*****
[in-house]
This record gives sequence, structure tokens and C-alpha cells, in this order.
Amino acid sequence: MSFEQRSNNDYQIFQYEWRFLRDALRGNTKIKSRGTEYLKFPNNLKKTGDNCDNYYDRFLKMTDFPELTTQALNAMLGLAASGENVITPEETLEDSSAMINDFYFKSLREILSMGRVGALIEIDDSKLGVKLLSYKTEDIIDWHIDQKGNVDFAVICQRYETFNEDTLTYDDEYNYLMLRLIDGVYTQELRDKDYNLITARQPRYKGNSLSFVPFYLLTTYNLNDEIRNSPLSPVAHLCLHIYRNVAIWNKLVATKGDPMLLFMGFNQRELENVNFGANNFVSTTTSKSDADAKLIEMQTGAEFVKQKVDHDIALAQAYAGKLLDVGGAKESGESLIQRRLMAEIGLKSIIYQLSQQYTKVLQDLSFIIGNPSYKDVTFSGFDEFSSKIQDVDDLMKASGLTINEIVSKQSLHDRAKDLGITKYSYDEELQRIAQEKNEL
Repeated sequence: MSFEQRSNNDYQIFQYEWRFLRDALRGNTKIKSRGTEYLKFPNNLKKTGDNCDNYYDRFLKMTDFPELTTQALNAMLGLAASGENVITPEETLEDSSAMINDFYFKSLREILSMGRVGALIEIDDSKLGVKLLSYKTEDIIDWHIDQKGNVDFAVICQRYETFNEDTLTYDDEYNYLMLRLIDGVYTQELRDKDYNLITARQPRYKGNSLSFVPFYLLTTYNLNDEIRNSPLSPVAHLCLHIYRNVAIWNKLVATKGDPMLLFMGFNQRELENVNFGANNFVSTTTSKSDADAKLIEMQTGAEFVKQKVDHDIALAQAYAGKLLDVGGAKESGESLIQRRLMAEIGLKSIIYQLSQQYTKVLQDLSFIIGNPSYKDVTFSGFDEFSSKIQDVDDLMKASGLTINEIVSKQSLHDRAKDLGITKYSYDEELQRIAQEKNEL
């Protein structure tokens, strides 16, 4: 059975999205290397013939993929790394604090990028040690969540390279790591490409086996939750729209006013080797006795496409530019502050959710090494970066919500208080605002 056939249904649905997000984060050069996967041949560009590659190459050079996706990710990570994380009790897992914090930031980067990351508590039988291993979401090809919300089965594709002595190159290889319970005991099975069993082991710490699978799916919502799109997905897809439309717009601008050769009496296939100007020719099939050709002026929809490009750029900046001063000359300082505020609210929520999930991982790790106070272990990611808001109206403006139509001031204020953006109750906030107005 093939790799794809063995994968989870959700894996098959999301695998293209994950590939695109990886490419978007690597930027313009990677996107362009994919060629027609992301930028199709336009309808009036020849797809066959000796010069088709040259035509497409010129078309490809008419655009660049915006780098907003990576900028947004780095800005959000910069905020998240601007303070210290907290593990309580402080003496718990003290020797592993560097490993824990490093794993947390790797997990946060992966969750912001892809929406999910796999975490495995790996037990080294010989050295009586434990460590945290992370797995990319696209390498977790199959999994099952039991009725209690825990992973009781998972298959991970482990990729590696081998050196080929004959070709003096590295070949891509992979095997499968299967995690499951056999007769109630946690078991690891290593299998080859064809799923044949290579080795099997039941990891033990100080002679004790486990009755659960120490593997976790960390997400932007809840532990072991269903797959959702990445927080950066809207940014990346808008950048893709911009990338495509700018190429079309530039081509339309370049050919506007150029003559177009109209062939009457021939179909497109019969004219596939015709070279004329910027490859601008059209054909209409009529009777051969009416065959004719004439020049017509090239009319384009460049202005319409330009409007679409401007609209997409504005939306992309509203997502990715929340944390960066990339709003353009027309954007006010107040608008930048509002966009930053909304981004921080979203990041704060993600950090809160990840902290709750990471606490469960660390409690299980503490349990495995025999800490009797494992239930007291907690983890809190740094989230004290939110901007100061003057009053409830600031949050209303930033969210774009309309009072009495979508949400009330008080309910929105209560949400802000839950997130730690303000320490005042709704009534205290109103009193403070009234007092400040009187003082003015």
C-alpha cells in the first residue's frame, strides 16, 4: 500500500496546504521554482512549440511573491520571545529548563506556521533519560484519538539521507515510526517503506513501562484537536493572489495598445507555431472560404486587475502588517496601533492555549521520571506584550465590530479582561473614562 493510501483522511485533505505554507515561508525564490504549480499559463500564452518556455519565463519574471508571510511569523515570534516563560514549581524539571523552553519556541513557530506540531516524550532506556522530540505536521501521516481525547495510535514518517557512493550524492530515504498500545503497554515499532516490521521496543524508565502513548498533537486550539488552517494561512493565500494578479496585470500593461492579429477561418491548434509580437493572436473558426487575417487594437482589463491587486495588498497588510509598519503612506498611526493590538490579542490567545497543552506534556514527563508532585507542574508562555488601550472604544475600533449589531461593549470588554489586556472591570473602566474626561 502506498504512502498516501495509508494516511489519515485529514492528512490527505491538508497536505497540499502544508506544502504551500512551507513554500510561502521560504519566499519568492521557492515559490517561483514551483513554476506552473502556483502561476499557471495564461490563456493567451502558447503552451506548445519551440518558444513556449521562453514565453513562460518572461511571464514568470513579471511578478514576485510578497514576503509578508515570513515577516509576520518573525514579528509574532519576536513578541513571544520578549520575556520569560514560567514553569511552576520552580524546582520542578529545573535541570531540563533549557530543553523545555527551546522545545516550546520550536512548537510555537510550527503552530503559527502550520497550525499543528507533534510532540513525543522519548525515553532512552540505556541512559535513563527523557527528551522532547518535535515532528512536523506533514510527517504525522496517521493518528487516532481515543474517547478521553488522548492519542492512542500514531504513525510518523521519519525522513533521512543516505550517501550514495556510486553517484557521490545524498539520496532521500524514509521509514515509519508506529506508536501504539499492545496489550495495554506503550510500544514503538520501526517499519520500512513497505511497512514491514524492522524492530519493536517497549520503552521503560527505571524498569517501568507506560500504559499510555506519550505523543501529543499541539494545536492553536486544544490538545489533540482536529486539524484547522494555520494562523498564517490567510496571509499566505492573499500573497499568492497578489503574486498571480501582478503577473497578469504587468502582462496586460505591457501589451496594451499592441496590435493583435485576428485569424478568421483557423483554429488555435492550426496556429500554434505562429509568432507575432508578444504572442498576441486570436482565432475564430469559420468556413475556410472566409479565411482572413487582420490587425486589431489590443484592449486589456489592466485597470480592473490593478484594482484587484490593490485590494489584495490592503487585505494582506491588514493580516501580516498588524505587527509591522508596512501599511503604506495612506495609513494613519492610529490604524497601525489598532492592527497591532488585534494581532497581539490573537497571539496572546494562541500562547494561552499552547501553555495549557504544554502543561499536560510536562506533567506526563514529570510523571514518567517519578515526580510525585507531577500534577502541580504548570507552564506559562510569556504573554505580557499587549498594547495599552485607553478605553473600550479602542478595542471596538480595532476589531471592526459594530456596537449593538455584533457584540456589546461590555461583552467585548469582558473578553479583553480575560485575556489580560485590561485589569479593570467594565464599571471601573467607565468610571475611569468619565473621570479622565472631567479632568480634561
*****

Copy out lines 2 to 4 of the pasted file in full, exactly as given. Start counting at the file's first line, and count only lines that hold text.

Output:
This record gives sequence, structure tokens and C-alpha cells, in this order.
Amino acid sequence: MSFEQRSNNDYQIFQYEWRFLRDALRGNTKIKSRGTEYLKFPNNLKKTGDNCDNYYDRFLKMTDFPELTTQALNAMLGLAASGENVITPEETLEDSSAMINDFYFKSLREILSMGRVGALIEIDDSKLGVKLLSYKTEDIIDWHIDQKGNVDFAVICQRYETFNEDTLTYDDEYNYLMLRLIDGVYTQELRDKDYNLITARQPRYKGNSLSFVPFYLLTTYNLNDEIRNSPLSPVAHLCLHIYRNVAIWNKLVATKGDPMLLFMGFNQRELENVNFGANNFVSTTTSKSDADAKLIEMQTGAEFVKQKVDHDIALAQAYAGKLLDVGGAKESGESLIQRRLMAEIGLKSIIYQLSQQYTKVLQDLSFIIGNPSYKDVTFSGFDEFSSKIQDVDDLMKASGLTINEIVSKQSLHDRAKDLGITKYSYDEELQRIAQEKNEL
Repeated sequence: MSFEQRSNNDYQIFQYEWRFLRDALRGNTKIKSRGTEYLKFPNNLKKTGDNCDNYYDRFLKMTDFPELTTQALNAMLGLAASGENVITPEETLEDSSAMINDFYFKSLREILSMGRVGALIEIDDSKLGVKLLSYKTEDIIDWHIDQKGNVDFAVICQRYETFNEDTLTYDDEYNYLMLRLIDGVYTQELRDKDYNLITARQPRYKGNSLSFVPFYLLTTYNLNDEIRNSPLSPVAHLCLHIYRNVAIWNKLVATKGDPMLLFMGFNQRELENVNFGANNFVSTTTSKSDADAKLIEMQTGAEFVKQKVDHDIALAQAYAGKLLDVGGAKESGESLIQRRLMAEIGLKSIIYQLSQQYTKVLQDLSFIIGNPSYKDVTFSGFDEFSSKIQDVDDLMKASGLTINEIVSKQSLHDRAKDLGITKYSYDEELQRIAQEKNEL